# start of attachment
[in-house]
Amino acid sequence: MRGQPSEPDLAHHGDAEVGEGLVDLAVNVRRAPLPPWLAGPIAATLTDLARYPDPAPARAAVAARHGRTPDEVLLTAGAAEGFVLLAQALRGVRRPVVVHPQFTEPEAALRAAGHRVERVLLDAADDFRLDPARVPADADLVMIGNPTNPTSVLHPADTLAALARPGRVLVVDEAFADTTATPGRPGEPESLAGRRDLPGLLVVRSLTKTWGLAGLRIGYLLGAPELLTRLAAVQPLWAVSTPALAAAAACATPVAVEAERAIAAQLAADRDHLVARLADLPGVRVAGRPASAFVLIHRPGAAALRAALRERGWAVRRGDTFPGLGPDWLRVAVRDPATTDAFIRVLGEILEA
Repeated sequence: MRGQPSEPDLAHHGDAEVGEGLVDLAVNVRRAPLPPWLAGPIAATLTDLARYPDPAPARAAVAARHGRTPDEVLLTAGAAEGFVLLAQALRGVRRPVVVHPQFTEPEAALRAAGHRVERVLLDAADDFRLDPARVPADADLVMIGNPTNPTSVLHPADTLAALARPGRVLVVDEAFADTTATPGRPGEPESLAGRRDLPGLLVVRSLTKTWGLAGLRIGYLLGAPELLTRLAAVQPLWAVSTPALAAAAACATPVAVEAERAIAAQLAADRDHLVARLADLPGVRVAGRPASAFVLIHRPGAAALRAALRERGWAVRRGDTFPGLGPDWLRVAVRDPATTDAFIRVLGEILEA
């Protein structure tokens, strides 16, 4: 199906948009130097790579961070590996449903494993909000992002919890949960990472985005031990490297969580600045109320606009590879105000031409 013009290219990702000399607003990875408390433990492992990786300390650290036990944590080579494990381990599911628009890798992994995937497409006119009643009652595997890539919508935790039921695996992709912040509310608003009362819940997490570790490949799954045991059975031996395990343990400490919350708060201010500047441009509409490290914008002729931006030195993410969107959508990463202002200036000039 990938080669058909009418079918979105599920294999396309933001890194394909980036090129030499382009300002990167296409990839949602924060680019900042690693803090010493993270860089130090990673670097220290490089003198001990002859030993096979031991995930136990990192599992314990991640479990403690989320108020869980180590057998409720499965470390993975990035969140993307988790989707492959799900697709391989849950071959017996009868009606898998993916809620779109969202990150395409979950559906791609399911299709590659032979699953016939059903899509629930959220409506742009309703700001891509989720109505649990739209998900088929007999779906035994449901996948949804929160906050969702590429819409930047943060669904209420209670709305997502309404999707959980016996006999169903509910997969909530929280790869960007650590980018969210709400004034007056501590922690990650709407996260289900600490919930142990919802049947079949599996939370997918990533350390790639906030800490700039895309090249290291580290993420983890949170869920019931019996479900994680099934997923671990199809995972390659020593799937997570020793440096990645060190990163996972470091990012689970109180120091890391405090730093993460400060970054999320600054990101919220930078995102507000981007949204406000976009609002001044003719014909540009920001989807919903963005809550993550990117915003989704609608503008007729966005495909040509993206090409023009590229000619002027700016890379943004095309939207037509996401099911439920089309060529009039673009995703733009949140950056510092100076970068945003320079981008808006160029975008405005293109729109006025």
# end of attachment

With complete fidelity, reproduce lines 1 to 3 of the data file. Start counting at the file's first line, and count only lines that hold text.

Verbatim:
[in-house]
Amino acid sequence: MRGQPSEPDLAHHGDAEVGEGLVDLAVNVRRAPLPPWLAGPIAATLTDLARYPDPAPARAAVAARHGRTPDEVLLTAGAAEGFVLLAQALRGVRRPVVVHPQFTEPEAALRAAGHRVERVLLDAADDFRLDPARVPADADLVMIGNPTNPTSVLHPADTLAALARPGRVLVVDEAFADTTATPGRPGEPESLAGRRDLPGLLVVRSLTKTWGLAGLRIGYLLGAPELLTRLAAVQPLWAVSTPALAAAAACATPVAVEAERAIAAQLAADRDHLVARLADLPGVRVAGRPASAFVLIHRPGAAALRAALRERGWAVRRGDTFPGLGPDWLRVAVRDPATTDAFIRVLGEILEA
Repeated sequence: MRGQPSEPDLAHHGDAEVGEGLVDLAVNVRRAPLPPWLAGPIAATLTDLARYPDPAPARAAVAARHGRTPDEVLLTAGAAEGFVLLAQALRGVRRPVVVHPQFTEPEAALRAAGHRVERVLLDAADDFRLDPARVPADADLVMIGNPTNPTSVLHPADTLAALARPGRVLVVDEAFADTTATPGRPGEPESLAGRRDLPGLLVVRSLTKTWGLAGLRIGYLLGAPELLTRLAAVQPLWAVSTPALAAAAACATPVAVEAERAIAAQLAADRDHLVARLADLPGVRVAGRPASAFVLIHRPGAAALRAALRERGWAVRRGDTFPGLGPDWLRVAVRDPATTDAFIRVLGEILEA